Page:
For Productivity 4:3 is the best . and if you look at Famous Tablet makers they realized that 4:3 is the best and Apple IPAD is 4:3 the same as Samsung Tab S3 ...

    it is the best for productivity, when they moved to wide screens 16:9/16:10 (FHD) people loved it for watching movies mostly nothing more.

    4:3 is the best , and the Tablet makers figured it out very well.

    Samsung Tab s3

    9.7” QXGA (2048 x 1536)

    4:3

    and Ipad Pro

    2224x1668

    4:3 as well.

    and I personally like to game on 4:3 because I want to see more vertical the same I want to see more horizontal.

    Even the MS surface is 2256 x 1504 (3:2)

    Edit : Let me explain more why 4:3 is better than wide screens for work ..

    first of all if one application , you will have bigger space to work with all directions .

    now for multi windows , in wide screen , people will split it left right and never up down because it is wide.

    here each part on right and left , will need to scroll in all directions because the width is half and the height is lower than 4:3 ..

    However , if you have 4:3 monitor and you split the screen up and down using two apps , Both will have full width and the only scrolling you will need is up and down , not all directions. Also , having the width maximized in the upper up and lower app , is much easier to work with and monitor.

    and so on.
    Reply
  • therealduckofdeath
    Try an Ultrawide first, EMERALDSMINES1990. You'll realise that a huge 4:3 display is exceptionally bad for productivity. You'll ruin your neck in a few days as our heads and eyes move excellently from side to side while they don't enjoy up and down as much. If a 4:3 display would be as wide as this it would have to be placed on the floor to work ergonomically.

    The Ultrawide makes sense, as you get more workspace without having to split your area over two displays. The curve also makes sense as it counters the warping effect you otherwise get with that much display so close to your face.
    Reply
  • Rushnerd
    emeraldsmines1990 "I personally like to game on 4:3 because I want to see more vertical the same I want to see more horizontal."
    I can do 4:3 in considerable size on my 38" Acer display, but the "productivity" you mentioned? This monitor is equal to over 3 1080p monitors and the size gets around 4K scaling issues.

    If you haven't tried ultrawide gaming yet, you really should. That said i've been playing some 4:3 games lately, and other 4:3 ones modded for ultrawide, it's great.

    I also want to add that I thought a 38" 3840X1600 monitor was completely overkill and too much, but it's even better than the last acer 34" ultrawide I used. It's hard to put into words what it's like to be almost completely surrounded by a game in nearly 4K.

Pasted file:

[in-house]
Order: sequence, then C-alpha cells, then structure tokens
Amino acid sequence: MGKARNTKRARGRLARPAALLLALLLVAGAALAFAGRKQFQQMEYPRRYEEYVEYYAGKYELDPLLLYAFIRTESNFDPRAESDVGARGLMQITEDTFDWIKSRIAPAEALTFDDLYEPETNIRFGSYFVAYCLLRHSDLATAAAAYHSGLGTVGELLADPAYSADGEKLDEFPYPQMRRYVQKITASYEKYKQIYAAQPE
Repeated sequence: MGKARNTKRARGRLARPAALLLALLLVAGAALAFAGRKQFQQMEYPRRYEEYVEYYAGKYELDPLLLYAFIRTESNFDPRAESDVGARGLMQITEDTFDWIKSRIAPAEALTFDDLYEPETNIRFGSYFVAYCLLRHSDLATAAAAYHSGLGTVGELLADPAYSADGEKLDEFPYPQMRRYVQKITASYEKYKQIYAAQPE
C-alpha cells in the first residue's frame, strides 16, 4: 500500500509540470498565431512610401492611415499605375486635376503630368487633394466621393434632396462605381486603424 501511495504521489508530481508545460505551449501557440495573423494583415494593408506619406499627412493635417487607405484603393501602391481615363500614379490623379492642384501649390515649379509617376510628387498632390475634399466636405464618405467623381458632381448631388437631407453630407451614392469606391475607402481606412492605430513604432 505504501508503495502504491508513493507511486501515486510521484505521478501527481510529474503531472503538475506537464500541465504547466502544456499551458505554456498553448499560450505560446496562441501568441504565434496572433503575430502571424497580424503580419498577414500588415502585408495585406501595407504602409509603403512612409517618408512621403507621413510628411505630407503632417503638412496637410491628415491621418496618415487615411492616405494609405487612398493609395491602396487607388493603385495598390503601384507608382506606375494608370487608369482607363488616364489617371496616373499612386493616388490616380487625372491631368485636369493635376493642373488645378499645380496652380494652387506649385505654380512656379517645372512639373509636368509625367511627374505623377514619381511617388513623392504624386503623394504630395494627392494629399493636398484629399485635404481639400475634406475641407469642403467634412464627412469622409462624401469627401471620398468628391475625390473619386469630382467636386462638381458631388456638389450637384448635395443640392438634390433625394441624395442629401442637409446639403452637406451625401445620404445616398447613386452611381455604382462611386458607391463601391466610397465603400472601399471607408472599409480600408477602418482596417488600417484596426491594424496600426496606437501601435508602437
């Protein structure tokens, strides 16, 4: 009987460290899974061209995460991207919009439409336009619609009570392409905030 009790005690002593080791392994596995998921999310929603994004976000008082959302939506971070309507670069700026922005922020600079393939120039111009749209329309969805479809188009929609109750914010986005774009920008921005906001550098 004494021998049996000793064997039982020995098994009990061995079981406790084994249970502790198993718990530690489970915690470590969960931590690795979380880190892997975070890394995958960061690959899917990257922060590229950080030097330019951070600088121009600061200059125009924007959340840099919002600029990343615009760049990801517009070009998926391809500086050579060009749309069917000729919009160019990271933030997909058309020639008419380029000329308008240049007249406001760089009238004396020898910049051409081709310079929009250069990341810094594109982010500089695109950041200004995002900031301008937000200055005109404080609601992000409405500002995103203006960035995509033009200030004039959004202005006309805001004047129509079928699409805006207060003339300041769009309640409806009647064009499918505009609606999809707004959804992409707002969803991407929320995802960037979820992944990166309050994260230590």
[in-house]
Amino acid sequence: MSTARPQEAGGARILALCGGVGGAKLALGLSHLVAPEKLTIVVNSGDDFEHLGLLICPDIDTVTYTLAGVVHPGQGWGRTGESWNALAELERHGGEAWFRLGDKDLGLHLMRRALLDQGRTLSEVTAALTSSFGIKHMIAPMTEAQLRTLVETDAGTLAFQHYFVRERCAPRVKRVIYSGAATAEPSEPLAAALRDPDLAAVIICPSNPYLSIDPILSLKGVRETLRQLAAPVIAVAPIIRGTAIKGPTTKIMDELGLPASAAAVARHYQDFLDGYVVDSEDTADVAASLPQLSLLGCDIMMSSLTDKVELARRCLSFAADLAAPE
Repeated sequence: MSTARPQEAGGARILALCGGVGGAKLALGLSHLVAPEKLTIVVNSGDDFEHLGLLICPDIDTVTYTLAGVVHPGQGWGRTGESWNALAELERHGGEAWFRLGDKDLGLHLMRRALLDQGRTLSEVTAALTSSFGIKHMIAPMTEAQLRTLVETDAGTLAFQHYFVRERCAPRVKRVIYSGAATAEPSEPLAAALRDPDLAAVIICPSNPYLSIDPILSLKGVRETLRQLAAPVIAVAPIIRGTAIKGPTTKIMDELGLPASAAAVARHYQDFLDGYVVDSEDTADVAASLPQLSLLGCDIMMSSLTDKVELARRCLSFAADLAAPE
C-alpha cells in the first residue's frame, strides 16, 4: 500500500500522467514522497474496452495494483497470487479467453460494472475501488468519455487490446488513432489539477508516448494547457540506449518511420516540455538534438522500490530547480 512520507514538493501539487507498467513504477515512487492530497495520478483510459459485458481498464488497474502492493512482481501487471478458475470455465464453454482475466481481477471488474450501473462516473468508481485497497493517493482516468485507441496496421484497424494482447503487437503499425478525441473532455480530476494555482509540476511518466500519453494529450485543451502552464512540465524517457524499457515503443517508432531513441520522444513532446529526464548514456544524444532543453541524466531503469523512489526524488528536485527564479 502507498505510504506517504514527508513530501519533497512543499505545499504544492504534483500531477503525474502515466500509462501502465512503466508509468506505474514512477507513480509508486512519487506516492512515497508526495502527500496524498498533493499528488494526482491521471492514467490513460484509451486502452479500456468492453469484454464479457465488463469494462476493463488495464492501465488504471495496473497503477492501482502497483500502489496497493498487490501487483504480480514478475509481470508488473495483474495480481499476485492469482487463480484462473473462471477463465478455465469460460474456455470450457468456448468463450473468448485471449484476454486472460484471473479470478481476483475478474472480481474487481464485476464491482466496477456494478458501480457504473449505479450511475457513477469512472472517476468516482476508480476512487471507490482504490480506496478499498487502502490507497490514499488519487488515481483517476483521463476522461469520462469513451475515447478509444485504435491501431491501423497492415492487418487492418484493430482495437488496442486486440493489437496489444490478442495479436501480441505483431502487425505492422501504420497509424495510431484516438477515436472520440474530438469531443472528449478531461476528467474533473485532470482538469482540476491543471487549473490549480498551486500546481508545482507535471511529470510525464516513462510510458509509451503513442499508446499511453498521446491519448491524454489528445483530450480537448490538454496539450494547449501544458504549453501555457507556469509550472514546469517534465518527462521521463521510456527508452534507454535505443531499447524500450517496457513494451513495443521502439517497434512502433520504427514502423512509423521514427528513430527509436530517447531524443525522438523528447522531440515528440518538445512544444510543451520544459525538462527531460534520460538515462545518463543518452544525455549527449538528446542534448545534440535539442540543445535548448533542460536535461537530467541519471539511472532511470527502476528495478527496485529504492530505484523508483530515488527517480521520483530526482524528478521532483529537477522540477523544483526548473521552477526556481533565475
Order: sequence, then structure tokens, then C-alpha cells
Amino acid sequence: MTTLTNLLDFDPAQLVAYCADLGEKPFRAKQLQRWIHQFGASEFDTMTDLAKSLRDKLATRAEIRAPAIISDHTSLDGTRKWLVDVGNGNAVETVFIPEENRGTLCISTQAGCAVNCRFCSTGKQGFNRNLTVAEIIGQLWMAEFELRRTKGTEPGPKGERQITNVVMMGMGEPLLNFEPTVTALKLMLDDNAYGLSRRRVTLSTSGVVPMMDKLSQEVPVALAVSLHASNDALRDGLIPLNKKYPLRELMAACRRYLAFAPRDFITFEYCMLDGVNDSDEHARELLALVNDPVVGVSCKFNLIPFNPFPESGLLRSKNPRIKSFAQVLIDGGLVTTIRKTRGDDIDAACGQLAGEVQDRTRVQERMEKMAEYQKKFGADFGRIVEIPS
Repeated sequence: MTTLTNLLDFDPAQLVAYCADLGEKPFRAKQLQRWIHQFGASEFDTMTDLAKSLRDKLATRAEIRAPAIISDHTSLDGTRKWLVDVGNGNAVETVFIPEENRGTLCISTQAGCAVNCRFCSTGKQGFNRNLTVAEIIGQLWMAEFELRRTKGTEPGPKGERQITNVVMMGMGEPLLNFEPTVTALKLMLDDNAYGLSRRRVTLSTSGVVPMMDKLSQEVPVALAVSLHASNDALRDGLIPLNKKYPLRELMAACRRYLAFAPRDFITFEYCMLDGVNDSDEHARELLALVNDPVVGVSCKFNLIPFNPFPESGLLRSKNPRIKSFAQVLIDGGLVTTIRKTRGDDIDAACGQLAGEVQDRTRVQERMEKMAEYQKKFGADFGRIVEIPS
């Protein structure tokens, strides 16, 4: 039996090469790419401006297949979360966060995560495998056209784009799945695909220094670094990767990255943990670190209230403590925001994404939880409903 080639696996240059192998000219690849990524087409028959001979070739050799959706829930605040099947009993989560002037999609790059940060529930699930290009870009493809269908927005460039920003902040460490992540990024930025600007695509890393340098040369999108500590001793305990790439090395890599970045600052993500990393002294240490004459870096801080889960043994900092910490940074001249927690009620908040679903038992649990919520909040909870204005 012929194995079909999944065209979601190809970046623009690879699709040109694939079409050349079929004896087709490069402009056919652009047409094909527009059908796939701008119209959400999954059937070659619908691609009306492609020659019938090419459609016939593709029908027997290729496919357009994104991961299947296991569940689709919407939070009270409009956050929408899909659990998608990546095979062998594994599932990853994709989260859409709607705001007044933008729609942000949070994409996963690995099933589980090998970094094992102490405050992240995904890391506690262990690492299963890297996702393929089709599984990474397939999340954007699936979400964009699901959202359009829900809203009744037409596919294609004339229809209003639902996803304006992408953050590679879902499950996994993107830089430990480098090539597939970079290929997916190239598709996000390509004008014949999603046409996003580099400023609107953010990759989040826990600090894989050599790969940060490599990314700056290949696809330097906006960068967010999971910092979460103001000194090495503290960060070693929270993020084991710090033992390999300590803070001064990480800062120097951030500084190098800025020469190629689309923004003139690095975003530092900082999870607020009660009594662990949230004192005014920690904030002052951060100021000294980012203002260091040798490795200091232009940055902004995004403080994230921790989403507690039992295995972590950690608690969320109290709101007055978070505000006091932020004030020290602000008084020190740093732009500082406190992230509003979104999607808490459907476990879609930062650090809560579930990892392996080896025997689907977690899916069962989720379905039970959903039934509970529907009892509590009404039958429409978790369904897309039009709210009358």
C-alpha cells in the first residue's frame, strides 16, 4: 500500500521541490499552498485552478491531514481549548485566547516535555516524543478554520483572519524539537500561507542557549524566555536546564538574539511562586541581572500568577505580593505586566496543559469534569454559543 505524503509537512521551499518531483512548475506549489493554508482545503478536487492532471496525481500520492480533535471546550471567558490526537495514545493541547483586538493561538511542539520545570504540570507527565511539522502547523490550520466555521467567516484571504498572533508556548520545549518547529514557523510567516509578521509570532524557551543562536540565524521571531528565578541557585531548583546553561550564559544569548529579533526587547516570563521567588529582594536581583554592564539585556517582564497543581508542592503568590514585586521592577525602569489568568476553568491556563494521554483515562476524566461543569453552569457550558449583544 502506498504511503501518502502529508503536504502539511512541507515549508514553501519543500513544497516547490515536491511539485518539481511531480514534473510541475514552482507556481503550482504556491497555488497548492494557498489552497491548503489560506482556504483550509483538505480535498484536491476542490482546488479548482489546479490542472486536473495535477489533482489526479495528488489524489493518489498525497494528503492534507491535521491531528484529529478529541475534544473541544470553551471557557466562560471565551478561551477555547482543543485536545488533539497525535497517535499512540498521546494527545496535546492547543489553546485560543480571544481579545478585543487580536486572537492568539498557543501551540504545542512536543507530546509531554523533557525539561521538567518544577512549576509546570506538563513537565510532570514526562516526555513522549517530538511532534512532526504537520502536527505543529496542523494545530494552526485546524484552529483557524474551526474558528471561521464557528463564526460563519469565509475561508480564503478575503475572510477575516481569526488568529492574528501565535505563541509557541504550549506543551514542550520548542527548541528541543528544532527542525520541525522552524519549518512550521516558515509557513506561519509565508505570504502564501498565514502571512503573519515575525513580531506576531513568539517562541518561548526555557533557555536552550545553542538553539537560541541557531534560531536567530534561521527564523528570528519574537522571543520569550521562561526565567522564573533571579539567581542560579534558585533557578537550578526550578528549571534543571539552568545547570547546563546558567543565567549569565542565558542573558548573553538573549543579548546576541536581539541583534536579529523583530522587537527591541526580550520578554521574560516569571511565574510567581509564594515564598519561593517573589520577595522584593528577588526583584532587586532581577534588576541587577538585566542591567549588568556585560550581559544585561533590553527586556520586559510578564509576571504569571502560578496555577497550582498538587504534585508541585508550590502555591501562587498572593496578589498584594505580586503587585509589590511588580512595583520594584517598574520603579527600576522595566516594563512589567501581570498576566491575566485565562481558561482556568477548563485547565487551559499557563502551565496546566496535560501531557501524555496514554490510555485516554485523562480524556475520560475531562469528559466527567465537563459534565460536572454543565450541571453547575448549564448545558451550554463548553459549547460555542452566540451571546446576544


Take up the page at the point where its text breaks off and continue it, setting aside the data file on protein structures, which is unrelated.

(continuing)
EDIT: I do youtube videos for my channel a lot and they have made 21:9 more or less the new standard for 16:9 screens along with the fact that editing videos at this res and size is a dream come true.
    therealduckofdeath
    "You'll realise that a huge 4:3 display is exceptionally bad for productivity. You'll ruin your neck in a few days as our heads and eyes move excellently from side to side while they don't enjoy up and down as much."
    I bought a 40" Tv once years ago as a monitor, it's only 2" bigger than this one, but that tv was so tall and big that it was impossible to use and hurt!
    Reply
  • emeraldsmines1990
    21142360 said:
    Try an Ultrawide first, EMERALDSMINES1990. You'll realise that a huge 4:3 display is exceptionally bad for productivity. You'll ruin your neck in a few days as our heads and eyes move excellently from side to side while they don't enjoy up and down as much. If a 4:3 display would be as wide as this it would have to be placed on the floor to work ergonomically.

    The Ultrawide makes sense, as you get more workspace without having to split your area over two displays. The curve also makes sense as it counters the warping effect you otherwise get with that much display so close to your face.

    Ultra Wide is for gaming only . for productivity 4:3 is way better. a 30 inch 4:3 is good enough size and wont be that big.

    keep in mind that many people when they used 3 monitors setup for gaming they put them in vertical mode (pivoted) so not all people really prefer ultra wide over 4:3

    example

    https://www.youtube.com/watch?v=MJNkwlSqXUM

    Reply